Flashback 2004, Mumbai: My second day as intern at Bombay Times and I had messed up an interview with VJ Maria Goretti. It needed to be 450 words and she talked worth only a 150. The editor said my word power was poor. It hurt. Then a senior journalist fell ill and I was assigned his story: to interview a disabled girl. I walked into the Fellowship of the Physically Handicapped at Haji Ali and met wheelchair-bound Vipasha Mehta who became first person in India with cerebral palsy to earn a PhD. She smiled at me. I started asking her parents questions. They answered a couple but then her father told me, "Vipasha does not like anyone to speak on her behalf. You must ask her questions." I looked at the shrivelled body of the 32-year-old who had spent 8 years keying her PhD thesis. She couldn't use her hands so they attached a stylus to her head and she typed by nodding. Her speech was unintelligible and I spent 3 hours trying to understand each word she spoke. Her father helped when I pleaded. I wrote a 700-word piece the editor liked. Since then I have faced many challenges but each time I wanted to give up I think of that one woman who showed the world that even she could do it. When you learn how to communicate with those who can't speak, you really learn about communication.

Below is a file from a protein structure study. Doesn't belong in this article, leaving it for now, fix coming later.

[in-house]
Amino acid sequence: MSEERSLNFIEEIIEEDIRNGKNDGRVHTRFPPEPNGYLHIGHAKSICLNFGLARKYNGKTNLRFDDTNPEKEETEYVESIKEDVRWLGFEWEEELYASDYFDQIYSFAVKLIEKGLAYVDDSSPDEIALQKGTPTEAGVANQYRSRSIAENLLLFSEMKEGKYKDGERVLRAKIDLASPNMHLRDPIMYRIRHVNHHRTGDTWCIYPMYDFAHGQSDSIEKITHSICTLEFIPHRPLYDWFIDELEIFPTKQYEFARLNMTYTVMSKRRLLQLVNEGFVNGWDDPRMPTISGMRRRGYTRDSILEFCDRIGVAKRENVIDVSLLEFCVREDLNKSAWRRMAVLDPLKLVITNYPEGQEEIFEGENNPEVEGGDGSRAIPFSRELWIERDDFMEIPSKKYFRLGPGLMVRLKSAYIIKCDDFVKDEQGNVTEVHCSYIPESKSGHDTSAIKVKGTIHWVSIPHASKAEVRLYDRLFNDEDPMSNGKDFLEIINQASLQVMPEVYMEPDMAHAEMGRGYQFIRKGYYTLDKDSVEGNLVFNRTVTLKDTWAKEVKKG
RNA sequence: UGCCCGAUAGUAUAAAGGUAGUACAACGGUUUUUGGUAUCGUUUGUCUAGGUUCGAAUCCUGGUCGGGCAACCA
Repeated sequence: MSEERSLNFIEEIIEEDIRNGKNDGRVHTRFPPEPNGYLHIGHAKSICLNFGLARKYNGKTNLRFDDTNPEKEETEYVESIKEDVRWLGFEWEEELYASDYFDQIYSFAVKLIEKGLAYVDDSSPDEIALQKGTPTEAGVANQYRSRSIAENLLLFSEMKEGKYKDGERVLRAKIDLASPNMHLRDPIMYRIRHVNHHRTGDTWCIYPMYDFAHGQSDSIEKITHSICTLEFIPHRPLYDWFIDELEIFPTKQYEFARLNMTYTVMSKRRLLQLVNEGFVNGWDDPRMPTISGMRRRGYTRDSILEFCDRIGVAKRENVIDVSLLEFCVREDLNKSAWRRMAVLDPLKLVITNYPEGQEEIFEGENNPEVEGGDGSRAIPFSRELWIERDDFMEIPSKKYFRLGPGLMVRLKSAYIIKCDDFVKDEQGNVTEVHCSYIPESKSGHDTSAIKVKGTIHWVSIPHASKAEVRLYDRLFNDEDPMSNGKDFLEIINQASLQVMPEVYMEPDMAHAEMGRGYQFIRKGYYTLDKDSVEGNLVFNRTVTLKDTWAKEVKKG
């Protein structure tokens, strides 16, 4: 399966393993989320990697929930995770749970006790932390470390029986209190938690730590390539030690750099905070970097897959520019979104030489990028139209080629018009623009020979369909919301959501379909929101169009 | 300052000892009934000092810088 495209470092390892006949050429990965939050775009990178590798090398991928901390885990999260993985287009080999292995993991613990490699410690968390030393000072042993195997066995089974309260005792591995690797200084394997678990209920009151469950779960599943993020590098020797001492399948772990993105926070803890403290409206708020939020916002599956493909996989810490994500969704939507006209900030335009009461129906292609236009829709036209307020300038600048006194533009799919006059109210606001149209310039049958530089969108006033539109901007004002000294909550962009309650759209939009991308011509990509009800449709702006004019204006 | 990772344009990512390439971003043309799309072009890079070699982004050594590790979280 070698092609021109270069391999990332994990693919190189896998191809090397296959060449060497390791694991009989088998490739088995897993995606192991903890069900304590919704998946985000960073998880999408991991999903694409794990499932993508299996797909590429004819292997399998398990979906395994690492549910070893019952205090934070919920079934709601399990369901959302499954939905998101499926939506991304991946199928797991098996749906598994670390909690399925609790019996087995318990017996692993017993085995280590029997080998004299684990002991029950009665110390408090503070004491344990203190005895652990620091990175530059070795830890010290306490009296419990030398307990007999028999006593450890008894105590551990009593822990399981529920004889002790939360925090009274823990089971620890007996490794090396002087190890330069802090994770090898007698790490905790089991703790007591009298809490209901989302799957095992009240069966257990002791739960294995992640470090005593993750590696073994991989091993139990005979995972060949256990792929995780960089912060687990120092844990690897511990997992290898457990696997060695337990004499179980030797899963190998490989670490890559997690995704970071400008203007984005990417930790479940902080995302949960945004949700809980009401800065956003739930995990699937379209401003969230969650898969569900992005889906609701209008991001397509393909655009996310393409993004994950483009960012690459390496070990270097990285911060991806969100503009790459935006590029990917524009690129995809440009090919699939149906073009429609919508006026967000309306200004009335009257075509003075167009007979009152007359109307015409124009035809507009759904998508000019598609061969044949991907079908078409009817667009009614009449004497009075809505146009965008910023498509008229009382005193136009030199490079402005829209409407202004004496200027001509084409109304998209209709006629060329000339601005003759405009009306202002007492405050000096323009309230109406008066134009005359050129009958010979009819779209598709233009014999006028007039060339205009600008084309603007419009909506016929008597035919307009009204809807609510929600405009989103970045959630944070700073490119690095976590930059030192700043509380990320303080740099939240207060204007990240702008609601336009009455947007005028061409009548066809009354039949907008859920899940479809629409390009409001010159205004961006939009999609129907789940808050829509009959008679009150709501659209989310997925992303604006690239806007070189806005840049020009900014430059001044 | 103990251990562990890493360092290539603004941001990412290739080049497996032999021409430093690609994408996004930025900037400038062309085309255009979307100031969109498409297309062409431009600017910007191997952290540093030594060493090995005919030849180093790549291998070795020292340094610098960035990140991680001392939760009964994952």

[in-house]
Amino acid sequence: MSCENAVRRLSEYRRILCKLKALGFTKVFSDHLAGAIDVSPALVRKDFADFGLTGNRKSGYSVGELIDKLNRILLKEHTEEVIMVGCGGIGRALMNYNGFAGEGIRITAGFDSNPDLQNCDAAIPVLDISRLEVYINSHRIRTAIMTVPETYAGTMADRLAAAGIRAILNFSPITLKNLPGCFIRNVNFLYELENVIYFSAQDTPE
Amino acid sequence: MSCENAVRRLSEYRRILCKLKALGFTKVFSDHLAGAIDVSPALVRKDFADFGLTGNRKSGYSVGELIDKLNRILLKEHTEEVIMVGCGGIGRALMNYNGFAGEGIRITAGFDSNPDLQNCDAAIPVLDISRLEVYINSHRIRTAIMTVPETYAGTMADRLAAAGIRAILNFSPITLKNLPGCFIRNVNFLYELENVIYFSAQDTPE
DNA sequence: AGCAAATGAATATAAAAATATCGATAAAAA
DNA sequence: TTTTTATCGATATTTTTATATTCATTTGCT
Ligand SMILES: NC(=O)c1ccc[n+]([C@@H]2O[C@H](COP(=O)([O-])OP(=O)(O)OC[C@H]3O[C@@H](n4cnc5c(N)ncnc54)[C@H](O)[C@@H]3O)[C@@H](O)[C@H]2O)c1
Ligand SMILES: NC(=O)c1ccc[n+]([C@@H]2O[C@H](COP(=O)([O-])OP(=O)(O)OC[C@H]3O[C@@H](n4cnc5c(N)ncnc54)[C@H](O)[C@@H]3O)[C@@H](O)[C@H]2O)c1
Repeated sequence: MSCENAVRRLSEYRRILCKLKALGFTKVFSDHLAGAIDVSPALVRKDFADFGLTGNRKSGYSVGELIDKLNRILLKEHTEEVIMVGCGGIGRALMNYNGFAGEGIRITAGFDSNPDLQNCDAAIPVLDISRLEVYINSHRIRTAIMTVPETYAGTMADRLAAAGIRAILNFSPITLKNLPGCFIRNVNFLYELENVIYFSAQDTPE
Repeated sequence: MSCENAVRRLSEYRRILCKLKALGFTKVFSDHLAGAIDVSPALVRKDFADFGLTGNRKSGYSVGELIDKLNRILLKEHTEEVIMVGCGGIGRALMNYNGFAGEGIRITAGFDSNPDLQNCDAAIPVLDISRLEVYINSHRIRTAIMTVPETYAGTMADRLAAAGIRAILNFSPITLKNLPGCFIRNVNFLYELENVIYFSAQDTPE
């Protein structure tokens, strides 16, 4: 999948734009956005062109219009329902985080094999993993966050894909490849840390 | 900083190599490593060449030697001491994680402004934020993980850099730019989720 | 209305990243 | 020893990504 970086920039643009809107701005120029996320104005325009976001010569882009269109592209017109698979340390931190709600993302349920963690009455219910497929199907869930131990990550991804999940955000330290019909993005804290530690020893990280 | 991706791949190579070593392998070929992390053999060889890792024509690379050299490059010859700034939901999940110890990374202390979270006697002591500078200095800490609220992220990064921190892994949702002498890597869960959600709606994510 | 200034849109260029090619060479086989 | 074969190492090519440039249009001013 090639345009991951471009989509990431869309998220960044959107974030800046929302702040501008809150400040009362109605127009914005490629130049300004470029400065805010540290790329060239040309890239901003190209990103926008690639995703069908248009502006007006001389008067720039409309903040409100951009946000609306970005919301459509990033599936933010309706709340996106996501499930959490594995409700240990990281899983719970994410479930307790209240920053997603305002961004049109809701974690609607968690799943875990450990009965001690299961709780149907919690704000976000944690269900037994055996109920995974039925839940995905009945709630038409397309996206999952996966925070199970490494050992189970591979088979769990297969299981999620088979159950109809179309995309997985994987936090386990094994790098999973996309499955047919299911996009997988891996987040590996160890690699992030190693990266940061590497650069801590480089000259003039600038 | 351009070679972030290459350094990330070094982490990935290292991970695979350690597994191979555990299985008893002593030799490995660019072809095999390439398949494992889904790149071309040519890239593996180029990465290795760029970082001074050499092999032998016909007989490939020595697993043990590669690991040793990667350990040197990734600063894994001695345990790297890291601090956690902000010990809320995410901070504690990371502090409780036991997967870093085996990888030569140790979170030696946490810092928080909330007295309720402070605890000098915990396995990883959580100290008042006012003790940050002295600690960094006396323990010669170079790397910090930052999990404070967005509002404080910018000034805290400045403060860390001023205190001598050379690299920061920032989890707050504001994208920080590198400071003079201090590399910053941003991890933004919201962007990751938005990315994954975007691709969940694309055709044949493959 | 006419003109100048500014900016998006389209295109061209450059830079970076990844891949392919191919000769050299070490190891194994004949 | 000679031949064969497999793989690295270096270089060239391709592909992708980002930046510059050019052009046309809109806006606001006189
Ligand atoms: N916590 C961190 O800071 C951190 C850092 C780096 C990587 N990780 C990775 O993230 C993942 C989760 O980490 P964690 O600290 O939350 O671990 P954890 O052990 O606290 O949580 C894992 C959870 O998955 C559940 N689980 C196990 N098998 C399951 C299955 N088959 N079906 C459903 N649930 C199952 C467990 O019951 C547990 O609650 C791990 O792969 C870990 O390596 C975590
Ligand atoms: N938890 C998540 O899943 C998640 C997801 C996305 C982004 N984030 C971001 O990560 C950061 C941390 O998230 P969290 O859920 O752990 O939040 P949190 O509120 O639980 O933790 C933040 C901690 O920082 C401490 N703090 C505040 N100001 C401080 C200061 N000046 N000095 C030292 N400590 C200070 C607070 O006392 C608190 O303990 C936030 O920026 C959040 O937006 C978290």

Monday, December 25, 2017
Sunday, December 3, 2017
The popular recipe for creating the “next” Silicon Valley goes something like this:
1. Build a big, beautiful, fully equipped technology park
2. Mix in R& D labs and university centers;
3. Provide incentives to attract scientists firms and users;
4. Interconnect the industry through consortia and specialized suppliers;
5. Protect intellectual property and tech transfer; and,
6. Establish a favorable business environment and regulations.
It happens all the time all over the world. And it never works.
- Alec Ross in The Industries of the Future